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Writing a book? Answered

Hi im a 13yo looking to write a book but i have no idea where to start please help any positive response will be welcomed



Write about a subject that you know a lot about. It will be easier to write if it is interesting for you, you won't have to research as much, and your enthusiasm for the subject will flow on to the reader making it interesting for them. Many authors write book after book about the same subject, and if you can get your audience interested, they will want more.
What do you like? Computers, science, aeroplanes, swimming, football, space, daydreaming, camping?
Incorporate your favourite subject into your story, and you will create an interesting read.


6 years ago

1. Read everything you can get your hands on. Learn from those who have done it.
2. Study the rules of grammar; spelling, punctuation, composition, etc.
3. Write a lot and ask others to read and critique your work. Listen to what they have to say. Don't get upset or angry when your work is criticized.
4. Keep trying to improve.
5. Remember that even if you never become a professional writer, the ability to communicate well will be an asset throughout the rest of your life.

just as a question, which may prove helpful to asker, how would publishing go about? I would assume a desktop publish system like amazon would be good

Publishing is often a major problem for authors that are starting up. Getting a physical book printed and shipped to stores costs some major money so companies are very picky with what they pick up.

To get a potential publisher interested one can either answer an open call or simply submit the first few chapters of your manuscript to them and hope for a good response.

As an alternative a publisher will often allow an author to carry the costs himself (or partially) to publish his book.

The midroad can be found with smaller publishing houses or publishers that specialise in publishing small amounts. I have seen a few of these companies come and go but I do not know any currently functioning.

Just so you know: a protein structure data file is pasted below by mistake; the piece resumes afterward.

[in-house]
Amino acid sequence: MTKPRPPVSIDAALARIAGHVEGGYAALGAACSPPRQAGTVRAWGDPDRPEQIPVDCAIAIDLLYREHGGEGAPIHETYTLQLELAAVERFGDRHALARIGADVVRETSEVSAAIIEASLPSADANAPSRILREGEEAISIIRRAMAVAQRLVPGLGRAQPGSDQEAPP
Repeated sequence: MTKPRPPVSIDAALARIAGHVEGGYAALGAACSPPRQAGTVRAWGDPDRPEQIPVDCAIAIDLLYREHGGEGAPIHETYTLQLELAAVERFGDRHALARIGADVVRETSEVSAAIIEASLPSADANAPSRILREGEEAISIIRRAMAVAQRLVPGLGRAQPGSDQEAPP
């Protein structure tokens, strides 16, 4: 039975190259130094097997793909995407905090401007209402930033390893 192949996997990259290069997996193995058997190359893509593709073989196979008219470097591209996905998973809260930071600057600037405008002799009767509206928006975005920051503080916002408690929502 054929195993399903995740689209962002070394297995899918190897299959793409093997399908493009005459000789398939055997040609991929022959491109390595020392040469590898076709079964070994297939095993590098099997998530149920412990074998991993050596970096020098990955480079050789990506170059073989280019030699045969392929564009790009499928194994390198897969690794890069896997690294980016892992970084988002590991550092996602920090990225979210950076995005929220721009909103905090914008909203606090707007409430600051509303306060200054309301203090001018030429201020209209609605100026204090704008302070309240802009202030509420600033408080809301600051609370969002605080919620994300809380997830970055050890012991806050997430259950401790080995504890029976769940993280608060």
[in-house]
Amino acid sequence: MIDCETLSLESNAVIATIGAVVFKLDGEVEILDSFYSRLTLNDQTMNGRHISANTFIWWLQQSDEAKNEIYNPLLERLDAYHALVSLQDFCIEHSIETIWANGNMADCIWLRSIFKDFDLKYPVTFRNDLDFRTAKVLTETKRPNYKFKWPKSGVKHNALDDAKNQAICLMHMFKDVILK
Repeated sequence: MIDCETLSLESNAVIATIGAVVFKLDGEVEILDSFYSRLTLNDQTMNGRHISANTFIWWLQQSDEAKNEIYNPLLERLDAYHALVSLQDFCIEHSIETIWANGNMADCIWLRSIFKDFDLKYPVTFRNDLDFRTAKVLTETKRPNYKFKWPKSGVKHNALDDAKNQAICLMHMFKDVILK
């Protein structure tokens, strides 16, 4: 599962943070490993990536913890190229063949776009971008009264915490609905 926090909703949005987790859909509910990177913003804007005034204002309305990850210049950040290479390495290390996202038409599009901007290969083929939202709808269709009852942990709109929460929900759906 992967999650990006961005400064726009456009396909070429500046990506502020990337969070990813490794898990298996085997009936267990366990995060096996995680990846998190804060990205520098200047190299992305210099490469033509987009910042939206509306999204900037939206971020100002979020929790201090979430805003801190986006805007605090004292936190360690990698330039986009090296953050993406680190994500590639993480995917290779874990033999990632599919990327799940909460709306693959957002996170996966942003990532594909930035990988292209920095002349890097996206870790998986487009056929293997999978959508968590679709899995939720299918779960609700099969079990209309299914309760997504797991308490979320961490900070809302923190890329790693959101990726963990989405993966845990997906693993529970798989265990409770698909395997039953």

All of this can be bypassed of course with digital publishing and distribution ;)

Personally, I would recommend starting a blog, set a regular schedule for new material and invite comments.

Start by writing short stories and ty to get them tight and enjoyable.

Write about things that you know and things that interest you. What happens to you and those around you. Life is a story you just have to view it that way.

Try different ways to write - i.e. first person - I did this then I did that...., third person - they when on their way past the rocky outcrop... etc.

Ask others you trust totally to read your work and be critical - Don't take criticism personally use it to improve what you do. If you get upset then you won't improve - nothings perfect.

Enjoy what you are doing :-) Good luck.


6 years ago

Here's a one possible process for writing once you've generated your idea/goal for the project:
  1. Brainstorm / freely jot down specific parts / ideas for the book. At this point spend some time each day just spilling out all the things you'd like to include, have thought of, visualize for the project. No structure, just try to get all the little points written down as notes. This could be the look of an important character (fiction), points to discuss (non-fiction), illustrations, ... anything. Try only to do two structured things at this point
    1. Just stuff you probably want to use in the book.
    2. Work 1-2 hrs regularly (daily).
  2. After awhile you should have hammered out a raw skeleton for the book. Now, go back over the brainstorming and try to flesh out each idea.
    1. Work idea to idea.
    2. Look anew at each idea, and add what is logically needed for the point.
    3. Start to organize the points into the structure of the book.
  3. Start writing each point.  Work on a point each session, trying to write what you've outlined.  Draft 0.1.
  4. Rewrite the draft 0.1, paying attention to writing technique.  Try to create your "style" for the book. Draft 1.
  5. Share draft 1 with others for proofreading and suggestions.
  6. Revise based on thoughts and suggestions.
  7. Keep tweaking the writing from here as much as necessary until you are satisfied, but remember, you want to finish, not rewrite forever.

After following Lemonie's advice, ask yourself what you are going to write about. Is it to be a story, or an essay ? How long, who'll read it ? How smart are they ? Is my English up to writing a book yet, or should I read a lot more of the genre I'd like to write ?

Buy a pen and a pad of paper.